Fionnuala O’Connell, now a youth project worker, and a mentor at Cork Migrant Centre (CMC), has been involved in shaping the project. Other supporters include beloved, vivacious local radio DJ, Stevie Grainger (Stevie G); artists and pupils at Migrant Centre; and the Cork cultural and heritage centre, Nano Nagle Place.
The organisers have come together with Hot Press, to present an evening of song, spoken word and discussions, kicking off on Zoom at 5pm on Thursday February 11th.
Joe Kavanagh, Lord Mayor of Cork city, will open the gig with a speech and Hot Press will be moderating what promises to be a fascinating conversation.
THE BLACK O’CONNELL
Although he was self-educated, there was no escaping Douglass’ exceptional brilliance. Originally a slave, he made his break for freedom in 1838. He travelled to Massachusetts, where he befriended the abolitionist William Lloyd Garrison. Impressed by his unique skills as an orator, Garrison took him on as his protégé and hiring him as an abolitionist lecturer. It opened up a path for Douglass to enlighten and enthral crowds with his powerful and persuasive arguments about equality.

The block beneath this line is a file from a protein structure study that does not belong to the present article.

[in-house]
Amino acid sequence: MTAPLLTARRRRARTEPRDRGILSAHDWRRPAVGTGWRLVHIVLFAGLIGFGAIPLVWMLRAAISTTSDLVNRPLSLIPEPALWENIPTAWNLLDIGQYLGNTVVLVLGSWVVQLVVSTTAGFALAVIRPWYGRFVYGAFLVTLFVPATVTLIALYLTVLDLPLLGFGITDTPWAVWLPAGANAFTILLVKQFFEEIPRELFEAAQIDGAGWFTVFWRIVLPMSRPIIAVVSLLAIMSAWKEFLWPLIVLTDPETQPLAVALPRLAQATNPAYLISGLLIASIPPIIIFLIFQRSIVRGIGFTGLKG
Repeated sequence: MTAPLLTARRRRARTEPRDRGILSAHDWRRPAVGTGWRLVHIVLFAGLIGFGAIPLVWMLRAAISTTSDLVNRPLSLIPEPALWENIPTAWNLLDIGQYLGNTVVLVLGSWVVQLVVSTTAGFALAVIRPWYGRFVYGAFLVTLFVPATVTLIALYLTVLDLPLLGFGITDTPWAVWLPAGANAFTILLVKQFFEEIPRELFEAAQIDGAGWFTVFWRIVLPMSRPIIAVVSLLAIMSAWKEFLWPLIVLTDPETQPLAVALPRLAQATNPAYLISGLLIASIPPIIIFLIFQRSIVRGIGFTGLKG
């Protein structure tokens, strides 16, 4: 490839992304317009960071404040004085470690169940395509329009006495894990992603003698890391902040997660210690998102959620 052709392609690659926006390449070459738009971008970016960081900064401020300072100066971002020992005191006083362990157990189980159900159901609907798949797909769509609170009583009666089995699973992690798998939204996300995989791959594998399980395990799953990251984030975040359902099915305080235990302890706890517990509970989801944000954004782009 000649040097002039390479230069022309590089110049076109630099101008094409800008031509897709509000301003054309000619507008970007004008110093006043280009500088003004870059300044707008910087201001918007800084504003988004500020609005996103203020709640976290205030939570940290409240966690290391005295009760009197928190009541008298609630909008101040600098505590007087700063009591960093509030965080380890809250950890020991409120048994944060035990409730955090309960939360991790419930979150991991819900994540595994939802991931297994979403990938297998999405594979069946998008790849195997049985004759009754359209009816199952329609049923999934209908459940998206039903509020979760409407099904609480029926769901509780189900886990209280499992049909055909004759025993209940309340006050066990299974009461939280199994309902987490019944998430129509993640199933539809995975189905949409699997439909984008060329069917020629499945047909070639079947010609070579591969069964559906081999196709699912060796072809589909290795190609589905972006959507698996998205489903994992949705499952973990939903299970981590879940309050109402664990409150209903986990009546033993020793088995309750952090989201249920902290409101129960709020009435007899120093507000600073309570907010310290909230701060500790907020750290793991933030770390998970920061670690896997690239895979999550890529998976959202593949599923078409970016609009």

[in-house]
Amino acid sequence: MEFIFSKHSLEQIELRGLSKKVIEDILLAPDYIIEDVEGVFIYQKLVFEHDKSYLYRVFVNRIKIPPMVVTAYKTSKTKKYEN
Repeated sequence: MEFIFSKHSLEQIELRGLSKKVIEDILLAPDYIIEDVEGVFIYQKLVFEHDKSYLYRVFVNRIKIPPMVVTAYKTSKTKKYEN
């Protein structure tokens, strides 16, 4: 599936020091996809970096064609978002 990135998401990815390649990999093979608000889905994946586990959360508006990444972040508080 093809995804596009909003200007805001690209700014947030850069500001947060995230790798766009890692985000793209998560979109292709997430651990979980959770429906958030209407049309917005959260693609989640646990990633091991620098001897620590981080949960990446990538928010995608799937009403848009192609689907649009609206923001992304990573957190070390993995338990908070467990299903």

In 1845, he published a memoir – effectively his first of three autobiographies – entitled A Narrative of the Life of Frederick Douglass, an American Slave. It became an immediate bestseller, but the publicity ensured that his safety was threatened by bigots: the American Civil War, in which the drive to end slavery played a major role, was still 16 years away.
With the book a best-seller, Garrison advised Douglass to leave the country until the attention died down. In August 1845, Douglass, who was in his late 20s, made his way across the Atlantic.
Douglass is known to have admired British culture. Shakespeare and Dickens are said to have been his favourite writers, and he liked the fact that the United Kingdom had abolished slavery in the majority of its colonies since 1833.